Nick Faldo: Rory McIlroy doesn’t have a Plan B when things go wrong

Rory McIlroy hits his tee shot on the first hole at Colonial Country Club on Sunday.

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Rory McIlroy didn’t even watch his tee shot land. He didn’t need to. A 300-yard drive down the right side of the fairway. McIlroy’s first stroke at Colonial Country Club couldn’t have been much better. 

His next could have. As could have several of the other 39 that followed on his front nine. 

Nick Faldo, one of the analysts for the CBS broadcast, wondered why one bad shot or one bad hole deserves another. And another. And another. 

That 6-over 41 on the front nine on Sunday at the Charles Schwab Challenge took McIlroy from near the top of the leaderboard to around the middle in about two hours. He started the day tied for ninth, three strokes off the lead, and ended tied for 32nd, nine shots off the pace, not the finish the world’s top-ranked player was looking for in the PGA Tour’s first tournament in three months due to its coronavirus hiatus. 

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“I don’t know. I’m only guessing on this – he’s such a gutsy player,” Faldo said when McIlroy reached the 13th green. “But why does this happen, and when it all goes wrong, it’s almost like he gets so frustrated, it’s like, I can’t accept it. It seems like looking from the outside, he doesn’t have a Plan B to switch to, just to find a way to get around it. Just maybe too much frustration going on.”

“Rory’s under the weather, so we’re not going to speculate right now,” Faldo added. 

McIlroy’s second shot of the day was as right as the first one was straight. 

“Oh, don’t, don’t do that,” he said as his ball sailed into the trees before coming to rest next to a chain-link fence. From there, he punched out, but the ball caught the cart path and trickled down past the green. He chipped his fourth shot on the par-5 to within about 5 feet, only to two-putt from there for a bogey.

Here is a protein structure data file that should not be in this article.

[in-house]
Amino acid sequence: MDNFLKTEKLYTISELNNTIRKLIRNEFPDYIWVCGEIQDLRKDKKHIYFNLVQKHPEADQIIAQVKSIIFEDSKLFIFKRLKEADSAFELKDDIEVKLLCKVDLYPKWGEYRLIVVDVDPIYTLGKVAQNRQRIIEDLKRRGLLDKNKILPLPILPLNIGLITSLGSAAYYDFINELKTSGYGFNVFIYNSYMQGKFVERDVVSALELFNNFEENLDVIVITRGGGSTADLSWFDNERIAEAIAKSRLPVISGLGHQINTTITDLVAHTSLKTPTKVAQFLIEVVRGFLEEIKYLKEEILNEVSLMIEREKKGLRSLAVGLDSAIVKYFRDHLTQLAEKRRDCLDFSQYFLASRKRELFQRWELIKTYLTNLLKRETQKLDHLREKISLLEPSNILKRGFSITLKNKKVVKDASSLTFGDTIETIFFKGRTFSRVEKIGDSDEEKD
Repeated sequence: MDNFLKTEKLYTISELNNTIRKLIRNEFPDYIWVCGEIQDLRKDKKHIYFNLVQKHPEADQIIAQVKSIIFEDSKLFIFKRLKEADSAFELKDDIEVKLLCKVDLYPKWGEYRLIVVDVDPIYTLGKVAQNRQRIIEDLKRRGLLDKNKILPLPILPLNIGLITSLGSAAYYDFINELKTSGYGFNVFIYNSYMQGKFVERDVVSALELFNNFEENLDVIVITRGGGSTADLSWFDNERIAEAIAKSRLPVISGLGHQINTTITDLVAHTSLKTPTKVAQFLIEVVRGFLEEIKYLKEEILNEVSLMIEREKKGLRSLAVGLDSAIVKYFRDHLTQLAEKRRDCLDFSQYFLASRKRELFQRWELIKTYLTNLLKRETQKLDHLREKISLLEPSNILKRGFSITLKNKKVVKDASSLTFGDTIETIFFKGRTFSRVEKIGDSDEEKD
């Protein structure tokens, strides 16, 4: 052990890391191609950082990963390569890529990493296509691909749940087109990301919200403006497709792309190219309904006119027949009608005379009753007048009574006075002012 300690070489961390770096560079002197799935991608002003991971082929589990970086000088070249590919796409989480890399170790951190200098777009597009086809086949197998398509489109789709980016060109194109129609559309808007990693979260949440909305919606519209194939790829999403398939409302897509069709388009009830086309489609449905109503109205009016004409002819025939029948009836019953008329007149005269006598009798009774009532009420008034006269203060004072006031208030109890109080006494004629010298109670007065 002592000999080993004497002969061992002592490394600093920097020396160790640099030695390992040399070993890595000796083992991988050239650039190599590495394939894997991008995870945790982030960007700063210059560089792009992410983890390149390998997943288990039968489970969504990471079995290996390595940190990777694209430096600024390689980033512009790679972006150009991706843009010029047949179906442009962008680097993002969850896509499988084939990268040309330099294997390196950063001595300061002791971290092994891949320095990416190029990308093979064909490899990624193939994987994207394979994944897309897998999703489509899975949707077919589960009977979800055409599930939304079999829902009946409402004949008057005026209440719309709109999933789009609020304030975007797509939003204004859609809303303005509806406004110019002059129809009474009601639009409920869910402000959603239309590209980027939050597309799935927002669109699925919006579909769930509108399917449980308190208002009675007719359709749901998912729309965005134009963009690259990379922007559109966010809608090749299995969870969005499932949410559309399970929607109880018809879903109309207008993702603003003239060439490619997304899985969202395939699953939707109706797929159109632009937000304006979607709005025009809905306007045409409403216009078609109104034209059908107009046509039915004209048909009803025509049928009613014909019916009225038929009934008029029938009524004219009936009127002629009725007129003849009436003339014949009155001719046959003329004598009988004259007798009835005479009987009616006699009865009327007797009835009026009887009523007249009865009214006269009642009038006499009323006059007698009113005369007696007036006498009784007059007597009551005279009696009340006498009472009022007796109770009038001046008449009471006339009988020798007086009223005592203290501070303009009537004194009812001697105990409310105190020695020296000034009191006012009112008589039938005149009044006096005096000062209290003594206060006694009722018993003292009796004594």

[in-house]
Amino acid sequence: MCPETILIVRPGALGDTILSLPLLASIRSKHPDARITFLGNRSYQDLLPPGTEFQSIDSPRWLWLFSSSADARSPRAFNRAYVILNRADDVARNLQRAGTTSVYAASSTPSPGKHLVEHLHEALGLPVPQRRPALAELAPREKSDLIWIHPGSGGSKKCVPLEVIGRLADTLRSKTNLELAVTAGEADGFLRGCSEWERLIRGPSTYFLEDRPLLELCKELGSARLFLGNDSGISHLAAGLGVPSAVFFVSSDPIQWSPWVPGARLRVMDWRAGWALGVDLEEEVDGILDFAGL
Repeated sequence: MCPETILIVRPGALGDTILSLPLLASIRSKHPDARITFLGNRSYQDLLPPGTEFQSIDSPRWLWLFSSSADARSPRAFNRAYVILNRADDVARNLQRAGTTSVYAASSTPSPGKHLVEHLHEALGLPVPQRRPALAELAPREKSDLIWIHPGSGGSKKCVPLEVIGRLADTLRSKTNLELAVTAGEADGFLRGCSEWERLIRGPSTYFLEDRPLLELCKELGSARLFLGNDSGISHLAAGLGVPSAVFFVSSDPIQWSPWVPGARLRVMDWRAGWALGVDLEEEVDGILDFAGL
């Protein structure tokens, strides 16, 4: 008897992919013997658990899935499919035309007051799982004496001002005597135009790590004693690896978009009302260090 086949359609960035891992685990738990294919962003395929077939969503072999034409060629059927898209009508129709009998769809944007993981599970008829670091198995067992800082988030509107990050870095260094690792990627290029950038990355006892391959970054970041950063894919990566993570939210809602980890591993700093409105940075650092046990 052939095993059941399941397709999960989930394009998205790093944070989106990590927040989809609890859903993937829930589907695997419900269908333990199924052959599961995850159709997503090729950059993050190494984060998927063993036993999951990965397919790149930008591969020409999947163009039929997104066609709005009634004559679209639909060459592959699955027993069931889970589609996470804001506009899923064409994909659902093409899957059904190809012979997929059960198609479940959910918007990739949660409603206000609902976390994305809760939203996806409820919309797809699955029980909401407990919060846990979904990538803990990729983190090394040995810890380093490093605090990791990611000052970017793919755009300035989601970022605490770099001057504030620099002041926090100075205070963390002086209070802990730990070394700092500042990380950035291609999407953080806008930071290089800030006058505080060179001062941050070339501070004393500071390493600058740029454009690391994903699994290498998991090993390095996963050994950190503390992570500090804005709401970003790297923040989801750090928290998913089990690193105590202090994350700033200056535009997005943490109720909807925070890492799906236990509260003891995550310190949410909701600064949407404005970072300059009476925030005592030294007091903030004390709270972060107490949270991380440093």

“I got off to a really bad start,” McIlroy said after his round. “Hit a loose second shot on the first hole up to the right and then sort of messed around and took bogey there, so not the ideal start.”

On 4 and 5, McIlroy landed in bunkers and bogeyed. Same thing on 9. On the par-4 7, McIlroy hooked his tee shot into the trees, punched out to the right side of the fairway, hit over the green and eventually took a double. 

McIlroy did shoot 2-under on the back, including a birdie on 18. 

“But you know, sort of played all the way to the end, shot a decent back nine,” he said. “I was a couple under on the back. But front nine, I just got into a rut and played a bad run of holes, and obviously that put me out of the tournament.”

Nick Piastowski

Nick Piastowski

Golf.com Editor

Nick Piastowski is a Senior Editor at Golf.com and Golf Magazine. In his role, he is responsible for editing, writing and developing stories across the golf space. And when he’s not writing about ways to hit the golf ball farther and straighter, the Milwaukee native is probably playing the game, hitting the ball left, right and short, and drinking a cold beer to wash away his score. You can reach out to him about any of these topics — his stories, his game or his beers — at nick.piastowski@golf.com.